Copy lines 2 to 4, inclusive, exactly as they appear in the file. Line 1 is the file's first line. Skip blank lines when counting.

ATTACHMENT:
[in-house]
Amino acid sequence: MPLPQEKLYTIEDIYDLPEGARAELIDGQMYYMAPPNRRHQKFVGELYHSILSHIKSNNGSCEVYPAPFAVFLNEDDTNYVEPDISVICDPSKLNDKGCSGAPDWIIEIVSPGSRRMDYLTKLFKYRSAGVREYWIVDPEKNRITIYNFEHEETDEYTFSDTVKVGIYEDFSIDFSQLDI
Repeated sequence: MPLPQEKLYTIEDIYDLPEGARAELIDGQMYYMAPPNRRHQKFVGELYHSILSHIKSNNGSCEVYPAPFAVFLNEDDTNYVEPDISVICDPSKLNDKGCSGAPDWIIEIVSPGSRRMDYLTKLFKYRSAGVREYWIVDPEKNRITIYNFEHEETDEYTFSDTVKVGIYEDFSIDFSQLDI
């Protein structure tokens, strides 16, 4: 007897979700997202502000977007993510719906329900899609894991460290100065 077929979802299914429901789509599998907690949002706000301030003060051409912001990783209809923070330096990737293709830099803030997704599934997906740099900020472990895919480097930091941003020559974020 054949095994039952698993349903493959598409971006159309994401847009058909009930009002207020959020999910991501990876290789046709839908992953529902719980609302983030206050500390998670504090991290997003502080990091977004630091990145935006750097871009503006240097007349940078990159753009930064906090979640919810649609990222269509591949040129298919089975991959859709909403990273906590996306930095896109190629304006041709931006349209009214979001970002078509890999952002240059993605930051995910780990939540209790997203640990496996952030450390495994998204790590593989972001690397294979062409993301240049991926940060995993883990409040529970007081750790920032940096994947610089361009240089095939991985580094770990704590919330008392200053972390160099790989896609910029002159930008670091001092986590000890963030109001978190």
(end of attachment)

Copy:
Amino acid sequence: MPLPQEKLYTIEDIYDLPEGARAELIDGQMYYMAPPNRRHQKFVGELYHSILSHIKSNNGSCEVYPAPFAVFLNEDDTNYVEPDISVICDPSKLNDKGCSGAPDWIIEIVSPGSRRMDYLTKLFKYRSAGVREYWIVDPEKNRITIYNFEHEETDEYTFSDTVKVGIYEDFSIDFSQLDI
Repeated sequence: MPLPQEKLYTIEDIYDLPEGARAELIDGQMYYMAPPNRRHQKFVGELYHSILSHIKSNNGSCEVYPAPFAVFLNEDDTNYVEPDISVICDPSKLNDKGCSGAPDWIIEIVSPGSRRMDYLTKLFKYRSAGVREYWIVDPEKNRITIYNFEHEETDEYTFSDTVKVGIYEDFSIDFSQLDI
């Protein structure tokens, strides 16, 4: 007897979700997202502000977007993510719906329900899609894991460290100065 077929979802299914429901789509599998907690949002706000301030003060051409912001990783209809923070330096990737293709830099803030997704599934997906740099900020472990895919480097930091941003020559974020 054949095994039952698993349903493959598409971006159309994401847009058909009930009002207020959020999910991501990876290789046709839908992953529902719980609302983030206050500390998670504090991290997003502080990091977004630091990145935006750097871009503006240097007349940078990159753009930064906090979640919810649609990222269509591949040129298919089975991959859709909403990273906590996306930095896109190629304006041709931006349209009214979001970002078509890999952002240059993605930051995910780990939540209790997203640990496996952030450390495994998204790590593989972001690397294979062409993301240049991926940060995993883990409040529970007081750790920032940096994947610089361009240089095939991985580094770990704590919330008392200053972390160099790989896609910029002159930008670091001092986590000890963030109001978190």